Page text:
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    And the prize for oddest book title of the year goes to . . .


    December 1, 2020, 12:25pm

    Gregory Forth’s A Dog Pissing at the Edge of a Path has won the U.K.-based Bookseller/Diagram Prize for Oddest Title of the Year, beating out runner-up Kathryn L. Smithies’s Introducing the Medieval Ass for the honor.

    No, it’s not autofiction: A Dog Pissing at the Edge of a Path is an extensively researched study focusing on how the Nage—an indigenous people living primarily on the islands of Flores and Timor—understand metaphor and use their knowledge of animals to shape specific expressions. The titular image is an idiom for “someone who begins a task but is then distracted by other matters.”

    The Oddest Title prize is decided by public vote, and A Dog Pissing won a whopping 49%. Said Tom Tivnan, prize coordinator and managing editor of The Bookseller, “I thought it would be a closer race, but A Dog Pissing is practically a perfect Venn Diagram of an ideal winner. [It combines] the three most fecund Diagram prize territories: university presses…animals…and bodily functions.”

    Introducing the Medieval Ass, this year’s runner-up, is also a university press title: out from University of Wales Press, it’s a wide-ranging account of the socioeconomic and cultural significance of the ass, or donkey, in the Middle Ages and beyond. It makes sense that university press titles are favorites for the prize, given they shine a light on niche research a reader may not otherwise encounter. We might laugh at 1986 winner The Book of Marmalade: Its Antecedents, Its History, and Its Role in the World Today, because it’s nice to imagine someone has devoted their life to the history of marmalade. We might laugh at the very first prize-winner, 1978’s Proceedings of the Second International Workshop on Nude Mice, because . . . well, nude mice.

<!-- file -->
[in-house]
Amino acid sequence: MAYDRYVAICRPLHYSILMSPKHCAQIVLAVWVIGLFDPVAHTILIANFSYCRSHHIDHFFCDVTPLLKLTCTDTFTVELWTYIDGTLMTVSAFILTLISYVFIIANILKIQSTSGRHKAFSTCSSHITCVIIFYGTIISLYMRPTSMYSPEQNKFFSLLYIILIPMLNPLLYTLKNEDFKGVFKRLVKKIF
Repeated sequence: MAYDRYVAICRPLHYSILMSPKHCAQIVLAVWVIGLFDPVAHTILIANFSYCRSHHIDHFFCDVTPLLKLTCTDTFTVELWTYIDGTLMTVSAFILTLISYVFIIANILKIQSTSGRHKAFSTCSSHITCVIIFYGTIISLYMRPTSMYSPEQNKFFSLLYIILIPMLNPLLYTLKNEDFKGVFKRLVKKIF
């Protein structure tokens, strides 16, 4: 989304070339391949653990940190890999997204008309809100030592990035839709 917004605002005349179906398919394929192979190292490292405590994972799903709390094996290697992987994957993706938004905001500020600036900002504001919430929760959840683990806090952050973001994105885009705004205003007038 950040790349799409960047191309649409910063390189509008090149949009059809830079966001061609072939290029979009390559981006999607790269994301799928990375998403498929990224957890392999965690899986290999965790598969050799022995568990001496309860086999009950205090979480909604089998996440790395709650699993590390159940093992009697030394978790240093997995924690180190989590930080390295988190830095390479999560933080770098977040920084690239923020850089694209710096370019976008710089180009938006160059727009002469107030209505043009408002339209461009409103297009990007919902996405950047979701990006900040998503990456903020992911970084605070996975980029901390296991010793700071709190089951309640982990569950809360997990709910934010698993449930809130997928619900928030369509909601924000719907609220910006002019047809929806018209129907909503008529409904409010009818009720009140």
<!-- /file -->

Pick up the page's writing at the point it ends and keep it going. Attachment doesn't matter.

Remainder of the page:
Other contenders for this year’s prize included Classical Antiquity in Heavy Metal Music, Lawnmowers: An Illustrated History, and The Slaughter of Farmed Animals: Practical Ways of Enhancing Animal Welfare. All very funny, but they lack A Dog Pissing’s digital age tie-in: Forth’s editor, Jonathan Crago at McGill-Queen’s University Press, called A Dog Pissing at the Edge of a Path “quite timely, given that pandemic screen time seems to be turning us all into distracted dogs straying from the path.” How true, Jonathan. How true.

    [via The Guardian]

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